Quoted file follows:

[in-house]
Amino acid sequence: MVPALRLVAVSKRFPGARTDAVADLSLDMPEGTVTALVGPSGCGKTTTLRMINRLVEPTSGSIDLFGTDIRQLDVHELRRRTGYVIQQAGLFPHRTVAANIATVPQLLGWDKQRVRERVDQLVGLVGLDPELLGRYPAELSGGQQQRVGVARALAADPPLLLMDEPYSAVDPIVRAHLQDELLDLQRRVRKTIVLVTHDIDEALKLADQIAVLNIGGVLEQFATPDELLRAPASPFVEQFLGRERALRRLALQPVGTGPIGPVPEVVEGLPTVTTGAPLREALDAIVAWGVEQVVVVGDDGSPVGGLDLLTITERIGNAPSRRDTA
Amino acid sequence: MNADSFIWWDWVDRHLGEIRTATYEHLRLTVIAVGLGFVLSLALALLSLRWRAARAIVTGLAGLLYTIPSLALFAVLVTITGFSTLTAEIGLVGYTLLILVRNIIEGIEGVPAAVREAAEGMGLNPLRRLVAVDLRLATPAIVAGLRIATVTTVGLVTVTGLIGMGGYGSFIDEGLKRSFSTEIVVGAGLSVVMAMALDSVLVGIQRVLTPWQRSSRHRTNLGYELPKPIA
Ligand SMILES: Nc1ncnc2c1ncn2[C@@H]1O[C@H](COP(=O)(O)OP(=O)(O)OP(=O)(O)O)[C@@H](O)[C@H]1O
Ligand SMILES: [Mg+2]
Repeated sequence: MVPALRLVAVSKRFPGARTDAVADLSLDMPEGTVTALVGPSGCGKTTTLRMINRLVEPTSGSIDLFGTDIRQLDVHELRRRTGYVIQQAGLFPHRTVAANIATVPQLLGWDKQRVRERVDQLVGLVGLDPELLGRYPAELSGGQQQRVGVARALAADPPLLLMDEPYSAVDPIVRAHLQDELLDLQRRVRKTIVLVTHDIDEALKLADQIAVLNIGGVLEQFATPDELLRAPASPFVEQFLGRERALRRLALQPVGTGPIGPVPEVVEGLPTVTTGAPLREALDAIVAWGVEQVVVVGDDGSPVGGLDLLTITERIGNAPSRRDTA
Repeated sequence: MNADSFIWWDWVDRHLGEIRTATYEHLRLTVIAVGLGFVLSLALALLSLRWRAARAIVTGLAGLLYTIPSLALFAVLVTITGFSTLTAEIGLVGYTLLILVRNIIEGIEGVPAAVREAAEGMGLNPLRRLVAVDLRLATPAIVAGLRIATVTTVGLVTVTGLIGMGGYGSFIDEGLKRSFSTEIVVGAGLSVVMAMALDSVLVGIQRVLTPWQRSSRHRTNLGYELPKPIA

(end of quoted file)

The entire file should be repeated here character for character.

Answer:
[in-house]
Amino acid sequence: MVPALRLVAVSKRFPGARTDAVADLSLDMPEGTVTALVGPSGCGKTTTLRMINRLVEPTSGSIDLFGTDIRQLDVHELRRRTGYVIQQAGLFPHRTVAANIATVPQLLGWDKQRVRERVDQLVGLVGLDPELLGRYPAELSGGQQQRVGVARALAADPPLLLMDEPYSAVDPIVRAHLQDELLDLQRRVRKTIVLVTHDIDEALKLADQIAVLNIGGVLEQFATPDELLRAPASPFVEQFLGRERALRRLALQPVGTGPIGPVPEVVEGLPTVTTGAPLREALDAIVAWGVEQVVVVGDDGSPVGGLDLLTITERIGNAPSRRDTA
Amino acid sequence: MNADSFIWWDWVDRHLGEIRTATYEHLRLTVIAVGLGFVLSLALALLSLRWRAARAIVTGLAGLLYTIPSLALFAVLVTITGFSTLTAEIGLVGYTLLILVRNIIEGIEGVPAAVREAAEGMGLNPLRRLVAVDLRLATPAIVAGLRIATVTTVGLVTVTGLIGMGGYGSFIDEGLKRSFSTEIVVGAGLSVVMAMALDSVLVGIQRVLTPWQRSSRHRTNLGYELPKPIA
Ligand SMILES: Nc1ncnc2c1ncn2[C@@H]1O[C@H](COP(=O)(O)OP(=O)(O)OP(=O)(O)O)[C@@H](O)[C@H]1O
Ligand SMILES: [Mg+2]
Repeated sequence: MVPALRLVAVSKRFPGARTDAVADLSLDMPEGTVTALVGPSGCGKTTTLRMINRLVEPTSGSIDLFGTDIRQLDVHELRRRTGYVIQQAGLFPHRTVAANIATVPQLLGWDKQRVRERVDQLVGLVGLDPELLGRYPAELSGGQQQRVGVARALAADPPLLLMDEPYSAVDPIVRAHLQDELLDLQRRVRKTIVLVTHDIDEALKLADQIAVLNIGGVLEQFATPDELLRAPASPFVEQFLGRERALRRLALQPVGTGPIGPVPEVVEGLPTVTTGAPLREALDAIVAWGVEQVVVVGDDGSPVGGLDLLTITERIGNAPSRRDTA
Repeated sequence: MNADSFIWWDWVDRHLGEIRTATYEHLRLTVIAVGLGFVLSLALALLSLRWRAARAIVTGLAGLLYTIPSLALFAVLVTITGFSTLTAEIGLVGYTLLILVRNIIEGIEGVPAAVREAAEGMGLNPLRRLVAVDLRLATPAIVAGLRIATVTTVGLVTVTGLIGMGGYGSFIDEGLKRSFSTEIVVGAGLSVVMAMALDSVLVGIQRVLTPWQRSSRHRTNLGYELPKPIA